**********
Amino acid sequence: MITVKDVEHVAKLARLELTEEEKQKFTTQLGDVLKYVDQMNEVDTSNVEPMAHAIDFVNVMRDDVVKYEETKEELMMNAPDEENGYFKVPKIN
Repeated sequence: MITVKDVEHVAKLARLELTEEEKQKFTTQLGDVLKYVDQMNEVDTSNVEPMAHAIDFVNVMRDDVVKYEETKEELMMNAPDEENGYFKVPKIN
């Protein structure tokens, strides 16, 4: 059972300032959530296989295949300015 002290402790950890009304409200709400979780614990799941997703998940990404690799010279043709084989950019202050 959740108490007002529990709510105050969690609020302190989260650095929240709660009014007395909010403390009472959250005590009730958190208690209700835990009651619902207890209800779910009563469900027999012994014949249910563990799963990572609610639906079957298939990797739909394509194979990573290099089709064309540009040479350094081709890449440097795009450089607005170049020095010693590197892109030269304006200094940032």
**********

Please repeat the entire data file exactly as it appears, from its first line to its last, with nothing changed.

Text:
Amino acid sequence: MITVKDVEHVAKLARLELTEEEKQKFTTQLGDVLKYVDQMNEVDTSNVEPMAHAIDFVNVMRDDVVKYEETKEELMMNAPDEENGYFKVPKIN
Repeated sequence: MITVKDVEHVAKLARLELTEEEKQKFTTQLGDVLKYVDQMNEVDTSNVEPMAHAIDFVNVMRDDVVKYEETKEELMMNAPDEENGYFKVPKIN
């Protein structure tokens, strides 16, 4: 059972300032959530296989295949300015 002290402790950890009304409200709400979780614990799941997703998940990404690799010279043709084989950019202050 959740108490007002529990709510105050969690609020302190989260650095929240709660009014007395909010403390009472959250005590009730958190208690209700835990009651619902207890209800779910009563469900027999012994014949249910563990799963990572609610639906079957298939990797739909394509194979990573290099089709064309540009040479350094081709890449440097795009450089607005170049020095010693590197892109030269304006200094940032």